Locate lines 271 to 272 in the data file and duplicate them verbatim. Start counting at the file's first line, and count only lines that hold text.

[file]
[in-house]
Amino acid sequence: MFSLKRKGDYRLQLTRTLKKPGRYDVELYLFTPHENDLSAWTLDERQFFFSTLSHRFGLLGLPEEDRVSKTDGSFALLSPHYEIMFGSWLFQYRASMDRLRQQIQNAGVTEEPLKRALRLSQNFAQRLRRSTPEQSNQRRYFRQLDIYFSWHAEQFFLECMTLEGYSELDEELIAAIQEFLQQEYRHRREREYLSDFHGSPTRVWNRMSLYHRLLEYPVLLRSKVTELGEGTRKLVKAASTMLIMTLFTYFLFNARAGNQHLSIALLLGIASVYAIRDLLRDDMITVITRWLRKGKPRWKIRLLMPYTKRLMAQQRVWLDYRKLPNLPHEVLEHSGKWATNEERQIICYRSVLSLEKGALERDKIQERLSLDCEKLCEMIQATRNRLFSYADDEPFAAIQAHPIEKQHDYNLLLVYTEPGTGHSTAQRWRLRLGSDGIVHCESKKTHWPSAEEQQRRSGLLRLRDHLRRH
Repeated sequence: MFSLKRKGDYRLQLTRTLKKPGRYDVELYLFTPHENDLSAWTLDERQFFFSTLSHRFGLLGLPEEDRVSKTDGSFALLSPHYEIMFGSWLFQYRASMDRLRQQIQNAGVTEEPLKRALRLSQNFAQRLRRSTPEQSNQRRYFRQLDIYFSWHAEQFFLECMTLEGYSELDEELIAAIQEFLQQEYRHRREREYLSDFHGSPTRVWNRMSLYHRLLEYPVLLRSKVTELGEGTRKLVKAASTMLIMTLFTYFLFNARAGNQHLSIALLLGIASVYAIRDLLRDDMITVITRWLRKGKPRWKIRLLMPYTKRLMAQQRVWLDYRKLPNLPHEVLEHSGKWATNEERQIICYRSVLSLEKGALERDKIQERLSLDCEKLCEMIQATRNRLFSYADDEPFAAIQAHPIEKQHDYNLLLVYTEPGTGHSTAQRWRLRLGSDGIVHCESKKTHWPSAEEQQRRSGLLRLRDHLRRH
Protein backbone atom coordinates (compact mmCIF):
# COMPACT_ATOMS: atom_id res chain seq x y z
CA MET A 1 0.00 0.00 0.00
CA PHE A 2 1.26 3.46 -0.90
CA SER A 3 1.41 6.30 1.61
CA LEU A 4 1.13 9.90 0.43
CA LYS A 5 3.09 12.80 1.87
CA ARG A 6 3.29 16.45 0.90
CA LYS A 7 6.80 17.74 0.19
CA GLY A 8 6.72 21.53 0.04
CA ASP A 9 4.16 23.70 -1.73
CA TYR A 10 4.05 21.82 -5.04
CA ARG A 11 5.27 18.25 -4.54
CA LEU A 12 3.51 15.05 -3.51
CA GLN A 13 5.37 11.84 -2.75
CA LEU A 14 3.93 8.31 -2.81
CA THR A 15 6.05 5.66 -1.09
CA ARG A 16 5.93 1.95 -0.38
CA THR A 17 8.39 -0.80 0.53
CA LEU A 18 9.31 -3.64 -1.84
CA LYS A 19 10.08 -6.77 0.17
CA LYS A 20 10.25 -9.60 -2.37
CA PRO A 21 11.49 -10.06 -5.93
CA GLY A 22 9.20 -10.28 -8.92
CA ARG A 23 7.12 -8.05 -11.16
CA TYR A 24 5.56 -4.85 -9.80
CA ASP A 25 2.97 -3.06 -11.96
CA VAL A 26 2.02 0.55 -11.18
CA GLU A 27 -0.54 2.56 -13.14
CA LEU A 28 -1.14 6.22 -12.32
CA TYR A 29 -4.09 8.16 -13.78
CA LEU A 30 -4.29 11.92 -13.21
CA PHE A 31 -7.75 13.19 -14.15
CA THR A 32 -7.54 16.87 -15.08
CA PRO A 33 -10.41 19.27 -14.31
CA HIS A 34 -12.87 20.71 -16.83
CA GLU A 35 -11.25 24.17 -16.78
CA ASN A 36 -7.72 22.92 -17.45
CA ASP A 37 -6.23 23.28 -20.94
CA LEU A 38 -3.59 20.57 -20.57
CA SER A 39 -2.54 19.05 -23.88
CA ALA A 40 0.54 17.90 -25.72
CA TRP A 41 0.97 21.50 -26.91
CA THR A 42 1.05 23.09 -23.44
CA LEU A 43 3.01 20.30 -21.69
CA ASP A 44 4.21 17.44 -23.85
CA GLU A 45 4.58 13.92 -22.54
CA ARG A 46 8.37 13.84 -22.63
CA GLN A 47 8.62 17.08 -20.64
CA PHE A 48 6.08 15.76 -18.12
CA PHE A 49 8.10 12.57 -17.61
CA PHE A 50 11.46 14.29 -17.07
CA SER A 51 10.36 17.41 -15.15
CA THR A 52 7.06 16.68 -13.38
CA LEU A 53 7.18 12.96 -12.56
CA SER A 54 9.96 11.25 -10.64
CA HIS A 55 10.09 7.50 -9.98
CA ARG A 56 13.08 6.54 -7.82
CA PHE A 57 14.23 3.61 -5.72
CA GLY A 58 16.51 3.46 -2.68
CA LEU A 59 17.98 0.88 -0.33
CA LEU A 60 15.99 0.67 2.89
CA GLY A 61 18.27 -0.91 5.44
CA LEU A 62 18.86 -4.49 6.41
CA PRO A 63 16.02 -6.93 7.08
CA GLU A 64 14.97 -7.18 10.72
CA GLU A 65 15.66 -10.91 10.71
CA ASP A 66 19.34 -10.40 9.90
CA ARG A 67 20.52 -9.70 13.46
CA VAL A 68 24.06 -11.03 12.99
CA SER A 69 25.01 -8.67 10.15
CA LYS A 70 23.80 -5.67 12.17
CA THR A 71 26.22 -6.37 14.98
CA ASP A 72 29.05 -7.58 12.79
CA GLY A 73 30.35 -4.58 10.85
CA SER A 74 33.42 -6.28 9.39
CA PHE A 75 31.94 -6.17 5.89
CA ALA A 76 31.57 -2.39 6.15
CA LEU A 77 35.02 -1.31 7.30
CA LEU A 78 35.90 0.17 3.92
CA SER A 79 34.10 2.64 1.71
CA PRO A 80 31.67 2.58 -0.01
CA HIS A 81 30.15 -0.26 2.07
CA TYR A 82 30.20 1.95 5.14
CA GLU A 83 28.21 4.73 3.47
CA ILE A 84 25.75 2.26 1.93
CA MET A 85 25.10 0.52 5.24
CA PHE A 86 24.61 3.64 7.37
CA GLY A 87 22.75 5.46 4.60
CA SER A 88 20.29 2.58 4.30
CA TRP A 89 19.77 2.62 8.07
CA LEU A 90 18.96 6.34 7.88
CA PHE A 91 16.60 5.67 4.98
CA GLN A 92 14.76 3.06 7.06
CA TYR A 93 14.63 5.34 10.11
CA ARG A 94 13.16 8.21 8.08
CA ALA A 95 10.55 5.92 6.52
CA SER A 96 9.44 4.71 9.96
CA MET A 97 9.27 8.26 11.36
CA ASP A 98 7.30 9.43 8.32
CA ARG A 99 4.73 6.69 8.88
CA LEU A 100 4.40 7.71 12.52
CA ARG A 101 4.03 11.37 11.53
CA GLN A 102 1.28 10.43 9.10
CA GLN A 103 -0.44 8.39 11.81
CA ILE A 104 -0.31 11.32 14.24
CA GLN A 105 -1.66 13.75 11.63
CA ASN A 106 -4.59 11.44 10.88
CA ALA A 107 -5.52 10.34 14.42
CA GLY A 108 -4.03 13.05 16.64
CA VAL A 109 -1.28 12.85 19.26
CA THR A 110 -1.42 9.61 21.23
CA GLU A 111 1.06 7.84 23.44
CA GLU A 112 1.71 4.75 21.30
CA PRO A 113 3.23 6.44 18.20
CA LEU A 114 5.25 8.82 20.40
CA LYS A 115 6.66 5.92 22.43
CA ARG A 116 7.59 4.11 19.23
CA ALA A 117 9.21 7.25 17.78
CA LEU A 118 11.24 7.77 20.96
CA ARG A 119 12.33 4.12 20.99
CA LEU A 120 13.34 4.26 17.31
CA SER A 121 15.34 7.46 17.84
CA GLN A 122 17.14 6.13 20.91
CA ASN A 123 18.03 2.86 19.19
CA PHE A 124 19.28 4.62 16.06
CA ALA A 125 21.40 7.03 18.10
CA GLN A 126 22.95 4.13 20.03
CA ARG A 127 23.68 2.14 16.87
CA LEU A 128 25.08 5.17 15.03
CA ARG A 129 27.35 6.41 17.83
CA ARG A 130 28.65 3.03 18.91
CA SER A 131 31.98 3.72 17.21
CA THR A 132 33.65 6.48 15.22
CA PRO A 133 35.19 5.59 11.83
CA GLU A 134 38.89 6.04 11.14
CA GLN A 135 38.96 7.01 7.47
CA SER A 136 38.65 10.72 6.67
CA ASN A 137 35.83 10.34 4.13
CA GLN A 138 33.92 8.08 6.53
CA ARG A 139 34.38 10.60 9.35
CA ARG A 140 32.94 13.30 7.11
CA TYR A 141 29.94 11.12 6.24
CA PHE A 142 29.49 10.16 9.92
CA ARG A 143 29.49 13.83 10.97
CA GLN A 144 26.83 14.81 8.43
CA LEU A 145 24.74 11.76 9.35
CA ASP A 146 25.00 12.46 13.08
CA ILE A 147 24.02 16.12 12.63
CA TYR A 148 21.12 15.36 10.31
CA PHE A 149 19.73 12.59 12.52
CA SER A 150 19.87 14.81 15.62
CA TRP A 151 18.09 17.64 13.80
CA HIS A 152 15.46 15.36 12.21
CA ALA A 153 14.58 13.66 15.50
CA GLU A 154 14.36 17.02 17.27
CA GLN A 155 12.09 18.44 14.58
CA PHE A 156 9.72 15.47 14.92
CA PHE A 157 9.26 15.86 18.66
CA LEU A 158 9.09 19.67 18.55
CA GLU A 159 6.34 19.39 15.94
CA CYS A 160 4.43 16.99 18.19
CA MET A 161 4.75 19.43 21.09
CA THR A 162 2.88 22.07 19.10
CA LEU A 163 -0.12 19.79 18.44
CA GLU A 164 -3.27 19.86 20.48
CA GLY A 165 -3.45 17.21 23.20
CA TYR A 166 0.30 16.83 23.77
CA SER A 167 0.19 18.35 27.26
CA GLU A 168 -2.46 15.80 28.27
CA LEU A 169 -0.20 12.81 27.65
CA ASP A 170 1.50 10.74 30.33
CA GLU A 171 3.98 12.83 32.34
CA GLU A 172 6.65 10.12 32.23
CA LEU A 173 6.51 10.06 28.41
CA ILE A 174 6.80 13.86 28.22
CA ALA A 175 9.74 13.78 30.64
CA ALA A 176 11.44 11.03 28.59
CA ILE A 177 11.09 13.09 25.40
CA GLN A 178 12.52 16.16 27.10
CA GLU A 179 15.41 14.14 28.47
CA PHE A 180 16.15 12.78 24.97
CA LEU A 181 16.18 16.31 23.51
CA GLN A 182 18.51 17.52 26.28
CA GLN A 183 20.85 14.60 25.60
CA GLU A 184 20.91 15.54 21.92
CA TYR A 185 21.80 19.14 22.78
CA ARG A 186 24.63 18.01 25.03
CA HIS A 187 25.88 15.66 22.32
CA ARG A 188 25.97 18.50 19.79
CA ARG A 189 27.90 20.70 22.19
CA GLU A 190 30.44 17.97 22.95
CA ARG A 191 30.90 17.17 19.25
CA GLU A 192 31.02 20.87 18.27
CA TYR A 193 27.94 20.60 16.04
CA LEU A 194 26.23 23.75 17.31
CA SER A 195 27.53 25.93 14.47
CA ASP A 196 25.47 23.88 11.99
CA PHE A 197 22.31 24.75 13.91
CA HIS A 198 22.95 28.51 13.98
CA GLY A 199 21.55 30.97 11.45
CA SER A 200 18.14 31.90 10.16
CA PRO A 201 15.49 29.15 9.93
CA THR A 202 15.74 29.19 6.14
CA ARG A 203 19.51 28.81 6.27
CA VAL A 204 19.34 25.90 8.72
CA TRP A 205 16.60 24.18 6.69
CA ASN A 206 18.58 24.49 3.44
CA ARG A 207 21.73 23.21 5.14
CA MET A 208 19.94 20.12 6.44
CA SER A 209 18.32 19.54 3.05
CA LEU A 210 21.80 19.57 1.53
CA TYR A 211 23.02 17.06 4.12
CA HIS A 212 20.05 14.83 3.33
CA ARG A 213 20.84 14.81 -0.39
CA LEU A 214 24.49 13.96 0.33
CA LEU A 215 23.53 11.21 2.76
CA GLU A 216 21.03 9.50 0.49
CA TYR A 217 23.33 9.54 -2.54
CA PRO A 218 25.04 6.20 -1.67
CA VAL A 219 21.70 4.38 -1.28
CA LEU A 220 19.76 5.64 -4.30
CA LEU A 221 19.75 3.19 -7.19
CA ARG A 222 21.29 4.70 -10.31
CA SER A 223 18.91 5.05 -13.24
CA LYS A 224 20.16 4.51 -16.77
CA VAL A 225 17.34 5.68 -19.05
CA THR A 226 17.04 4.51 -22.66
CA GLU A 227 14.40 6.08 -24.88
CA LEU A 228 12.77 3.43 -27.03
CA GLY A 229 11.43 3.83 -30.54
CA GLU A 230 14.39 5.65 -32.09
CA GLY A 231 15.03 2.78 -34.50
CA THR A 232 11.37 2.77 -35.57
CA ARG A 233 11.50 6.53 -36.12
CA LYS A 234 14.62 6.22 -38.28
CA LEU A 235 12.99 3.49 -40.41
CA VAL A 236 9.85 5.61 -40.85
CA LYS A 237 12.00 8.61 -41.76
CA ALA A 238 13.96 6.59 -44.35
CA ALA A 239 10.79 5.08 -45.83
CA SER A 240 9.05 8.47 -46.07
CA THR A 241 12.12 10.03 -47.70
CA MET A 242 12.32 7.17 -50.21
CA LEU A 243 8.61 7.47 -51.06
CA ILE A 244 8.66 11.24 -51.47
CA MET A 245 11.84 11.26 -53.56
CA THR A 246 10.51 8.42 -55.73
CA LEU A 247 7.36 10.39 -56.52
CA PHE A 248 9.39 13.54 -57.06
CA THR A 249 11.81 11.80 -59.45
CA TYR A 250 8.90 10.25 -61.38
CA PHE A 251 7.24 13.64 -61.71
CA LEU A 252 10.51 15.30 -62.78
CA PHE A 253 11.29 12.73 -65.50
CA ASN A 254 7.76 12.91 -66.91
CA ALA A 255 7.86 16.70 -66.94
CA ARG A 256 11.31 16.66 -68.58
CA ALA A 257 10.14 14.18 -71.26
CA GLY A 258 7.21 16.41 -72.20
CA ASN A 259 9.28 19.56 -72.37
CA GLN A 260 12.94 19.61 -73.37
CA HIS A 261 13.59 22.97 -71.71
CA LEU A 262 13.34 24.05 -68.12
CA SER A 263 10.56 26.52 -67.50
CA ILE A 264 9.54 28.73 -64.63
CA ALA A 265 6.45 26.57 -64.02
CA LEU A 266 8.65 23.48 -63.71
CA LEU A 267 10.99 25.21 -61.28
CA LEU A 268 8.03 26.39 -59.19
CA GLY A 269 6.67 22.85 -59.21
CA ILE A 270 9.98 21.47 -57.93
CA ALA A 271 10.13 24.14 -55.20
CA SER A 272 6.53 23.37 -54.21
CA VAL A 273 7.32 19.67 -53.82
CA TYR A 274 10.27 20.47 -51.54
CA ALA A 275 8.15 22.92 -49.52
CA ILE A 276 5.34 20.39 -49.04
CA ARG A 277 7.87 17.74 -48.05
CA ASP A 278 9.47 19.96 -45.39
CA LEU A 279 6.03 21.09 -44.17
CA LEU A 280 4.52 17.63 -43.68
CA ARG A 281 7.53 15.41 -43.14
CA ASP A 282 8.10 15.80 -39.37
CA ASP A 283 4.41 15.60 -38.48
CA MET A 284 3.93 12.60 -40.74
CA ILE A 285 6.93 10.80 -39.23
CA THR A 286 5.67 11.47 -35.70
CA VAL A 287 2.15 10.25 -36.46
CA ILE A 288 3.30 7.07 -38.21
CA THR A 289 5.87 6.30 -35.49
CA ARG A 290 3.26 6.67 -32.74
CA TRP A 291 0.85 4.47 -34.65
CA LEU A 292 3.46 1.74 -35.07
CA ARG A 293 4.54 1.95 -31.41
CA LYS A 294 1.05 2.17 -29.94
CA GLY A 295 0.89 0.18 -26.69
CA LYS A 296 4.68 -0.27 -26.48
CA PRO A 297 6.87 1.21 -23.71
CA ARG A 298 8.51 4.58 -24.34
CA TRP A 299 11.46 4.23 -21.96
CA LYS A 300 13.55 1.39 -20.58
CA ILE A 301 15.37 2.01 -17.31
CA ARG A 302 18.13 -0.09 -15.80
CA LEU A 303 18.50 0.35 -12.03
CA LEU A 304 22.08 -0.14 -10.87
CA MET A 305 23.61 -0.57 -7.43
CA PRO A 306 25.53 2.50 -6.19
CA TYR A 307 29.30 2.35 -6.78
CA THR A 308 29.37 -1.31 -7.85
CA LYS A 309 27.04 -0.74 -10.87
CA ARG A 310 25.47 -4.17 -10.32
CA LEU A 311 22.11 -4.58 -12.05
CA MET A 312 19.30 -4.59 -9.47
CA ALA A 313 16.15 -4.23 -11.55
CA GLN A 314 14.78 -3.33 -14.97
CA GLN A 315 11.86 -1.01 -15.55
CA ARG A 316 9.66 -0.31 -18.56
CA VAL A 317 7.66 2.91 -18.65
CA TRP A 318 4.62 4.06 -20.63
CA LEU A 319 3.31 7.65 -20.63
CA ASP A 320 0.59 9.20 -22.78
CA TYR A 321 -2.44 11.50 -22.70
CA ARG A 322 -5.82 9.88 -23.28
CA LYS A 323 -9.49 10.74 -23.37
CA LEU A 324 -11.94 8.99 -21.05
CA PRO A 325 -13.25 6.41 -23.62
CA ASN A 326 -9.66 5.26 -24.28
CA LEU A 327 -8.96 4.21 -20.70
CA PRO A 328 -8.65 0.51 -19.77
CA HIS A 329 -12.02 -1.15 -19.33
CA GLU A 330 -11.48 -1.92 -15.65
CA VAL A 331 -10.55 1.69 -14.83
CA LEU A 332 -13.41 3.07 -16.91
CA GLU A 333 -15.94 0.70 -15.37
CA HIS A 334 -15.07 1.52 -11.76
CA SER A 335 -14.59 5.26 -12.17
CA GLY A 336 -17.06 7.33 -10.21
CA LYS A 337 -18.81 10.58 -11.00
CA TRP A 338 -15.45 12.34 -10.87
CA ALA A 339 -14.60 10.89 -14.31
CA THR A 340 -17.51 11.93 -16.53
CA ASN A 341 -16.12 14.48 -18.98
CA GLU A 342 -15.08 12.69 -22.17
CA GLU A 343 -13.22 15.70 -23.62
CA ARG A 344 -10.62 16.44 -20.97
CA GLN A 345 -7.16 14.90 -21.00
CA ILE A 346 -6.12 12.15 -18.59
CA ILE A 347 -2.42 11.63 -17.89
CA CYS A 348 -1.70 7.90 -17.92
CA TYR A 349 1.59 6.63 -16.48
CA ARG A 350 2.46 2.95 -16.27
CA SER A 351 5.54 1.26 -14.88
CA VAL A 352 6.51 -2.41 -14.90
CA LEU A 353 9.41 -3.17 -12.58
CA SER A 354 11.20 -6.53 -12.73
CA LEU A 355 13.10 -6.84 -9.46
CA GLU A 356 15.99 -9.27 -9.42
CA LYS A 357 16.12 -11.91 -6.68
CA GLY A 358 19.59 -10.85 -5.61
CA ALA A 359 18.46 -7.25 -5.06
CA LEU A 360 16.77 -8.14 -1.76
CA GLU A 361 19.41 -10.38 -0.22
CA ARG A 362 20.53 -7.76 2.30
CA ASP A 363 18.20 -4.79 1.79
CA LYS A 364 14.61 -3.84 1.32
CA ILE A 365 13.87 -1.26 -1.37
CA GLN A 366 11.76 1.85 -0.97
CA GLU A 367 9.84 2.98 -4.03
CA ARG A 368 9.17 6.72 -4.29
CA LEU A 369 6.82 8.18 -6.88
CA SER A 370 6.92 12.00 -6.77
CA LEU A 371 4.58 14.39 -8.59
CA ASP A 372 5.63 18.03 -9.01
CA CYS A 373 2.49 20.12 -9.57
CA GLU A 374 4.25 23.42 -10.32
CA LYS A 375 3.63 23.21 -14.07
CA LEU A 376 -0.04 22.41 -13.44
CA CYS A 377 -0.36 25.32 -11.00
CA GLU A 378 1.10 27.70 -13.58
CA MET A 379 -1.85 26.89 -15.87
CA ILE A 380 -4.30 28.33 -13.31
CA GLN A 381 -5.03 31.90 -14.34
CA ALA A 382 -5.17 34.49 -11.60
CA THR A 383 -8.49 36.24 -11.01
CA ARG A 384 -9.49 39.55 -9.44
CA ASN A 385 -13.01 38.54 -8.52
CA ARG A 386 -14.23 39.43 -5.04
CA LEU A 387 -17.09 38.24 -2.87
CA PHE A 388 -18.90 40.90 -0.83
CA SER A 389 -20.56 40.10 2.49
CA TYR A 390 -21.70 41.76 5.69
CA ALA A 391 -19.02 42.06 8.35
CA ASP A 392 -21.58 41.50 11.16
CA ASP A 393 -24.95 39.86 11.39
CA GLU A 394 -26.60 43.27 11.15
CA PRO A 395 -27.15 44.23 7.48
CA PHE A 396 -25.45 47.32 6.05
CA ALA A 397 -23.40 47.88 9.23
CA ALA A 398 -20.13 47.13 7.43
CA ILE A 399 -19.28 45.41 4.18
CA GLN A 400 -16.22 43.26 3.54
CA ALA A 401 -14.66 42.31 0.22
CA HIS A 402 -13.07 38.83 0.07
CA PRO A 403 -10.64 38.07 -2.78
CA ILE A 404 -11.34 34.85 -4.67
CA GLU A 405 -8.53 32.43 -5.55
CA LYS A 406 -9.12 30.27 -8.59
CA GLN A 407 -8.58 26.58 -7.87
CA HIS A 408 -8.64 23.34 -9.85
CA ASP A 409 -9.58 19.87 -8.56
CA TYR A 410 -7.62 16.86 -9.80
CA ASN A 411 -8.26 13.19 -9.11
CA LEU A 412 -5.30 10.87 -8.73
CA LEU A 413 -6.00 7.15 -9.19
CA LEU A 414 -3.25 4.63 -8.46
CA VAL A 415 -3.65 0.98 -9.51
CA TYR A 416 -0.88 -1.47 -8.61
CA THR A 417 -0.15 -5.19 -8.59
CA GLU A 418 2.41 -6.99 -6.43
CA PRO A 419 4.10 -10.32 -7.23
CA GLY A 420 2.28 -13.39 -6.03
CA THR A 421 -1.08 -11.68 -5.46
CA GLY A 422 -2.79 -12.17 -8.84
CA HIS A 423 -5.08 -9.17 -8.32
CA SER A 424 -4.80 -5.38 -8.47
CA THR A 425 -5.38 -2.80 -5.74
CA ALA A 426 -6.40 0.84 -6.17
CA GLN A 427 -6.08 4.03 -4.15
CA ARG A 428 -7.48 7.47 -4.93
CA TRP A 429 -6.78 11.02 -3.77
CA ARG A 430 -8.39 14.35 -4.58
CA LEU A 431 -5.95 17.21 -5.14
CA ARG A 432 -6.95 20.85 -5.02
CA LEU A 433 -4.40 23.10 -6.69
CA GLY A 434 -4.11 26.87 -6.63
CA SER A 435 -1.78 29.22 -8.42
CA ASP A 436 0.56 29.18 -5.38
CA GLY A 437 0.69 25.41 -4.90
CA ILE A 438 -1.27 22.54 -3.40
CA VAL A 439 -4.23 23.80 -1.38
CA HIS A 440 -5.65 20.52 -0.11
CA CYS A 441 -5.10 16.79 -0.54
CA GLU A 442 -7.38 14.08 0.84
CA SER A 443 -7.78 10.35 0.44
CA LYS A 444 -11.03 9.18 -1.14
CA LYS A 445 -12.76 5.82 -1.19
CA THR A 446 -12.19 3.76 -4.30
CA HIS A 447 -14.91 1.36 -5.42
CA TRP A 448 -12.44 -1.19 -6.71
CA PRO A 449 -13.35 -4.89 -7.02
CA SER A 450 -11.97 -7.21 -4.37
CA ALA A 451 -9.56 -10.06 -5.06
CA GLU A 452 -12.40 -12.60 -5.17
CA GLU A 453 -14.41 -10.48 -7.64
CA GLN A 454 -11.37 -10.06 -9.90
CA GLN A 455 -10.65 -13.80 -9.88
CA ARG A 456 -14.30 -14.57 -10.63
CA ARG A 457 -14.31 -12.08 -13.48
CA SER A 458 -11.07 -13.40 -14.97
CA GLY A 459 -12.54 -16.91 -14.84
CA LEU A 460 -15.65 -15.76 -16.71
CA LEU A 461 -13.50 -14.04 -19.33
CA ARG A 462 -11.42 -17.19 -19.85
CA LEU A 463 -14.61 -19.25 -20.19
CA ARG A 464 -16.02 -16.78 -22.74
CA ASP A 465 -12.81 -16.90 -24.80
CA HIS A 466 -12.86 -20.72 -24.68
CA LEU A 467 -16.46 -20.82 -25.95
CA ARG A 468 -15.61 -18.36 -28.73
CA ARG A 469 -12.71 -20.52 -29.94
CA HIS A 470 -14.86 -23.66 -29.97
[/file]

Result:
CA LEU A 266 8.65 23.48 -63.71
CA LEU A 267 10.99 25.21 -61.28